Learning OOP...

Alex Martelli aleaxit at yahoo.com
Mon Jun 11 15:59:01 EDT 2001

"Mats Wichmann" <xyzmats at laplaza.org> wrote in message
news:3b25059c.5089017 at news.laplaza.org...
> Whew, you sure get an education on this group.  Pope Sylvester?

Ooops, sorry for the too-tangential mention.  Gerbert of Aurillac,
945 (ca)-1003, made Pope Sylvester II in 999.  Besides a hectic
religious and political career, he wrote a treatise on the abacus
which was the standard for centuries, developed the principle
of constant-pressure acoustic organs, built the first clock using
a pendulum as the time-regulating device, and allegedly also
introduced Arabic numerals to the West (he surely did know them,
having studied in Arab Spain as a youth, but the "introduction"
is controversial indeed).  Among his many distinctions, he was
as close as it gets to a Ghibelline, almost-Protestant Pope (a
lot of what he wrote in favour of the power of Kings, Emperors,
local Churches, &c, and against Papal supremacy, he wrote of
course before he was Pope -- but he didn't reverse himself in
his 4 extremely-active years on Peter's Seat), close personal
friend of French and German kings -- the first French Pope --
and rumored by spoken tradition to be the real founder of the
Studium in Bologna (officially recognized only 100 years later,
which still suffices to make it oldest in the Western world:-).

Protestants and Gallicans resurrected his memory 500 years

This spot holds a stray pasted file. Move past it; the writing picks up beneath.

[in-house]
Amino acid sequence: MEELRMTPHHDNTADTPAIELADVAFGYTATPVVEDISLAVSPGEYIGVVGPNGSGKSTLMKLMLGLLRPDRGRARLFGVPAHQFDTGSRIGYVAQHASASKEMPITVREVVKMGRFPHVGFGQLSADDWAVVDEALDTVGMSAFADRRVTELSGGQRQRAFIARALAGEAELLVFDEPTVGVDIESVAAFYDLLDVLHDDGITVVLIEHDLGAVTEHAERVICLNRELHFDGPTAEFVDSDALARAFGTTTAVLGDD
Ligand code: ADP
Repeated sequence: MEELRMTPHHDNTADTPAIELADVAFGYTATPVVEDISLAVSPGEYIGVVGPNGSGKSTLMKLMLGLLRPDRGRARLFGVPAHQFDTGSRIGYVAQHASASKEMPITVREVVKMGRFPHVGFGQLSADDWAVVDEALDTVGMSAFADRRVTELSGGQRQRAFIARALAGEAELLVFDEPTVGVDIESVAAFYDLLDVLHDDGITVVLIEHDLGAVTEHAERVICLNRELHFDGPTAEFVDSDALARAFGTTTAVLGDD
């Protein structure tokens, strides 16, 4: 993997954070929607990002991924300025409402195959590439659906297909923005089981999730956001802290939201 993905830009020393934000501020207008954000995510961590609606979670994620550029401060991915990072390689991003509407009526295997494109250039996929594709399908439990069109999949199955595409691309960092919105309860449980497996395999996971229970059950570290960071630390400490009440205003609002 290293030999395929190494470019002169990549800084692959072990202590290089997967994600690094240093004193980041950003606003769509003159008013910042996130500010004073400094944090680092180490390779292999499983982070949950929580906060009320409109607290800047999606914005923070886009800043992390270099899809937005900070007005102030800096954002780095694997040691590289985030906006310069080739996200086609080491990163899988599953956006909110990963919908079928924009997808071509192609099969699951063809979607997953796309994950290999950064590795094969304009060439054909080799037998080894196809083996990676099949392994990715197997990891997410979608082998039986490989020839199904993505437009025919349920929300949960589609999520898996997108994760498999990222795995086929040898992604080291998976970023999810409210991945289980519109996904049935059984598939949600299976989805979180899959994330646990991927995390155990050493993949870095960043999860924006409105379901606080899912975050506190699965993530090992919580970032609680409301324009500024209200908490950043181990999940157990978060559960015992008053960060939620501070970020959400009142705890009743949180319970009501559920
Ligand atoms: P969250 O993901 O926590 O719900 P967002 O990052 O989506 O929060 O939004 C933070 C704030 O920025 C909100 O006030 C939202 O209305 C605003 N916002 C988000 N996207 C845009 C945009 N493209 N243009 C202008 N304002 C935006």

later, shedding the centuries of legends about Gerbert as a
great Black Magician, and restoring his numerous-enough
claims to real, historical distinction.  Why people are so keen
to forget him, I don't know.  Perhaps we're all so totally
convinced of the year 1,000 as an age of ignorance and dark
superstition that we'd rather forget that the then-Pope was
a figure so contrary to this hard-to-dislodge misconception:-).

> >> "Aggregate, not inherit".  Especially in python,
> >Wrong, especially in Python.  When needed semantics are exactly
> >those of Python's inheritance (which happens very often, because
> >Python is very well designed), it is an absurd obfuscation
> >exercise to rebuild the same mechanism, slowly and unreadably,
> >on top of _other_ Python building-blocks, in the name of some
> >abstract and inapplicable principle.
> I've heard a number of folks claim that while inheritance is powerful,
> it's often used where it need not to be, and that perhaps one should
> think composition first. I tend to read that as particularly a problem
> with compiled languages (I think Java, since that's the closest
> comparison that I have any competency with), where you have to give
> all the information to the compiler up front, and not so much with
> Python where everything's dynamic.

Yes, and yes -- to be succint for once:-).  Inheriting in Java is a very
high commitment choice -- even more than in C++, since you only
get to choose ONE base class:-).

> Will you please fill in the blanks on your statement above, Alex?
> "When the needed semantics are exactly those of Python's
> inheritance"....

No blanks there, just an overly long sentence as is my wont; to
restate the essential part thereof, when you need the semantics
of Python's inheritance, it's absurd to rebuild them from pieces --
they're already there, just ready for reuse!

Those semantics, by the way, are ones of easy-as-pie mutual
calls (and to a lesser importance, data-access) between super
and sub-classes...


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